“No shit, dummy,” she muttered, eyes downcast as if she was talking to herself. Abruptly, she straightened and stepped out into the hall, stopping within arm’s reach of him. “Okay, so I am new to this mediation thing, and it could be that the whole sit down with the President-Elect and the Speaker was a fluke, and I suck at this and should have become a makeup artist like my step-mom said, but let’s really give it the old college try before we toss dirt on the fresh grave of my career choices, okay?”
She was waiting expectantly, so Steve nodded, not sure if he had insulted her, she had insulted him, or if she was insulting herself.
“You need Tony. Tony needs you. The Avengers don’t work without both of you, agree or disagree?”
“Yes. Agree.” Steve frowned. He knew that. They had been over it a thousand times. It was why he and the others were in New York, in Tony’s Tower and trying to pull the team back together.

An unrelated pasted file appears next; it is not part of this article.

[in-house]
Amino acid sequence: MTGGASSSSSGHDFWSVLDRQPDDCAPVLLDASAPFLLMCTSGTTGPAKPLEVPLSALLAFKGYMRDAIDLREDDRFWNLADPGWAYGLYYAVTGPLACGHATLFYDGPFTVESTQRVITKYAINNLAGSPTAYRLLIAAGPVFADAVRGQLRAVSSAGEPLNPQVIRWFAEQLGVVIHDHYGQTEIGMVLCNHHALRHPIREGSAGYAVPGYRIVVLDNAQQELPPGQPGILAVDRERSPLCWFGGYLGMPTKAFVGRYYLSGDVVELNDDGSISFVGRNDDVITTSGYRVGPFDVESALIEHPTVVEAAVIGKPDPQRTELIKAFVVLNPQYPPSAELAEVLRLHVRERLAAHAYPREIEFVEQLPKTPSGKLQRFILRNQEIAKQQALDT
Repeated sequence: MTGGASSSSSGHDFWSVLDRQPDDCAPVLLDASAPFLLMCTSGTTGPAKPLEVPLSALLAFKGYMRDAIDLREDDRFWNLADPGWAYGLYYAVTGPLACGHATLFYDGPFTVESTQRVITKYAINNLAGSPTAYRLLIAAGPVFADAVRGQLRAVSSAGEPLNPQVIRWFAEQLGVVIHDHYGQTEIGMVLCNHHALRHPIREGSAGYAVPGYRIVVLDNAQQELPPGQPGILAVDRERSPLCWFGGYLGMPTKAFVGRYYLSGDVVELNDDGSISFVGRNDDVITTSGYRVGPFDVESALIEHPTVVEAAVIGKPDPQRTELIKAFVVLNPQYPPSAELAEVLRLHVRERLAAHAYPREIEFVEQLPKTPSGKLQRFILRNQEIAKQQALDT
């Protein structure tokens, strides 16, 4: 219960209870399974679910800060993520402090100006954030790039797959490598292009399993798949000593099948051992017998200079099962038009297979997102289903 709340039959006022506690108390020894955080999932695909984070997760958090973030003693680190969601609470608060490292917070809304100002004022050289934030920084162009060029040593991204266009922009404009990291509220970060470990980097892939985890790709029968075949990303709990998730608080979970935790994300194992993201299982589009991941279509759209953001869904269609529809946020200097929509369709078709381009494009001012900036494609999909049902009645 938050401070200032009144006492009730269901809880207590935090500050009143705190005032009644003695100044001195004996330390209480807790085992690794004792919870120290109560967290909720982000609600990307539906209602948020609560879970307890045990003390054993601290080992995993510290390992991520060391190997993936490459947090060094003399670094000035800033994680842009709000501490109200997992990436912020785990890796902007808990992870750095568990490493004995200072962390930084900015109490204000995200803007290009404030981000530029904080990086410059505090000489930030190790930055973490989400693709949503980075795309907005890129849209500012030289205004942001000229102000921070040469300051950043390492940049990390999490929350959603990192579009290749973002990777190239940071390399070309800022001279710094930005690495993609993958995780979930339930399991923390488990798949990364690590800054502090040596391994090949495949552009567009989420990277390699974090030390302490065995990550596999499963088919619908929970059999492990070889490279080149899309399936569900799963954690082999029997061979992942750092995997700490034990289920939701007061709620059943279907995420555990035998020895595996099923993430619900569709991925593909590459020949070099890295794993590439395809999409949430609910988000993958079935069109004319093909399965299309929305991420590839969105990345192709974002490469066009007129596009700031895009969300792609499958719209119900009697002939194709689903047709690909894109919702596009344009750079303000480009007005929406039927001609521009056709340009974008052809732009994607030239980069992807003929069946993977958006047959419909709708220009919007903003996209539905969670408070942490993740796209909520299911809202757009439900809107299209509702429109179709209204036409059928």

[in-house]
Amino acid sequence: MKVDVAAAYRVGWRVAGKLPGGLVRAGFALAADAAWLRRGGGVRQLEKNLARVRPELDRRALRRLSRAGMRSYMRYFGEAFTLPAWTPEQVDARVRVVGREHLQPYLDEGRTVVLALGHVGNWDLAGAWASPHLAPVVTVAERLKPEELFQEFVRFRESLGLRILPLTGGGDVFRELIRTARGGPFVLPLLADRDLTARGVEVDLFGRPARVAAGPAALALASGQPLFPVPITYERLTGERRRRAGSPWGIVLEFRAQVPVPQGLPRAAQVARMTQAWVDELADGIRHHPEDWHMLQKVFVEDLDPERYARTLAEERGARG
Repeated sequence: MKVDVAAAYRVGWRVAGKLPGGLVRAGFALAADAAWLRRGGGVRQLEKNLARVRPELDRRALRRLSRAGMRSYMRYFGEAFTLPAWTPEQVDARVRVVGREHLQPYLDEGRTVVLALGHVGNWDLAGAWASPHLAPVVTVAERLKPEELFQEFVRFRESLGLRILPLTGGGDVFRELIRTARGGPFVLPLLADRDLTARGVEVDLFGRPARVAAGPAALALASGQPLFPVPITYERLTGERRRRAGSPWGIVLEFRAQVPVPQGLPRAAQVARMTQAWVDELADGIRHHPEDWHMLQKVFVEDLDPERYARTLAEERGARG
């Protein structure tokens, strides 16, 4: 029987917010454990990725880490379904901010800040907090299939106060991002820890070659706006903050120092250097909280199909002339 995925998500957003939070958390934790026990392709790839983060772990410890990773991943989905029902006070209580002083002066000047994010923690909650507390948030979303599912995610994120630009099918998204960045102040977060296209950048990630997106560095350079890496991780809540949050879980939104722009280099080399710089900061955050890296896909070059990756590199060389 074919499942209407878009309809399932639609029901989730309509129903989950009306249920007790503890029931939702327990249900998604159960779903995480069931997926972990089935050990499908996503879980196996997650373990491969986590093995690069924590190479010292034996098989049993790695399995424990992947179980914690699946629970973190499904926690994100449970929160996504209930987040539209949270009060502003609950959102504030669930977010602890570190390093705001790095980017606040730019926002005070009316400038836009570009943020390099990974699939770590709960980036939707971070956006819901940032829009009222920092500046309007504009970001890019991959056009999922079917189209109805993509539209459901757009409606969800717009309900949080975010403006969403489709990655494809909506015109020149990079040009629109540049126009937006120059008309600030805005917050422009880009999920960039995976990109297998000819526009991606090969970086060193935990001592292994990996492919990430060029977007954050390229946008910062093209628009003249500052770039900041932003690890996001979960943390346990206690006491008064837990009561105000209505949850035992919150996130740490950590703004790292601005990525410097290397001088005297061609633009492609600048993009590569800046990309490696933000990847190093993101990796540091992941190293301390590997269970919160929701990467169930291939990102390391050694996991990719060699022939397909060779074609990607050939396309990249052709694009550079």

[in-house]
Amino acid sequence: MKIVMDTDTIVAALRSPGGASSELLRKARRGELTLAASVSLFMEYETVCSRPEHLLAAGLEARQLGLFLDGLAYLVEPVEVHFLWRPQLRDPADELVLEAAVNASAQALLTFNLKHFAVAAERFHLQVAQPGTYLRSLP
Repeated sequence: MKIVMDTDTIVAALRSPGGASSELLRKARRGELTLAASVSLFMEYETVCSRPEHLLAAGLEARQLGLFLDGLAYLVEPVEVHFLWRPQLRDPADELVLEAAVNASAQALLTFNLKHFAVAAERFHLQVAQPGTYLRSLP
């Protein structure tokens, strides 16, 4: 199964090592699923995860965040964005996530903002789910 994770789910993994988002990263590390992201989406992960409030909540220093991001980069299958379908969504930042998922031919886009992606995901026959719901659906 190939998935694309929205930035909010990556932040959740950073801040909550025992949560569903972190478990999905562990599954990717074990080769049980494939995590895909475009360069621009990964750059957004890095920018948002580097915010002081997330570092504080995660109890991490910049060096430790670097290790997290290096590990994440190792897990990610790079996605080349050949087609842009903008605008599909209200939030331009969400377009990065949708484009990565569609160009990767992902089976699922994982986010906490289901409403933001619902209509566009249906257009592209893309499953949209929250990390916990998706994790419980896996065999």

“Forget that horseshit.” Steve blinked, not exactly shocked at her language. He had been in the 21st century long enough that swearing, even from a lady, wasn’t surprising. And Darcy swore more than most. But they had been working to save the Avengers – he had been working to save the Avengers. If he understood Natasha correctly, Darcy’s entire course of study and research centered around her belief in them as a force for good. He opened his mouth to question her, but as usual, Darcy bowled right over him.
“He is your friend. Despite all the age jokes and snarky comments about the comic books, he is your friend. And you are his. I would think the two of you could understand how important that is. How many friends do you have, Captain? Count them on one hand, or two? Before the serum, how was that number looking? Lines around the block of people eager to hang out with the skinny guy with the cough and no family? And how often did you wonder about people who were making nice because they wanted to hang out with Barnes?”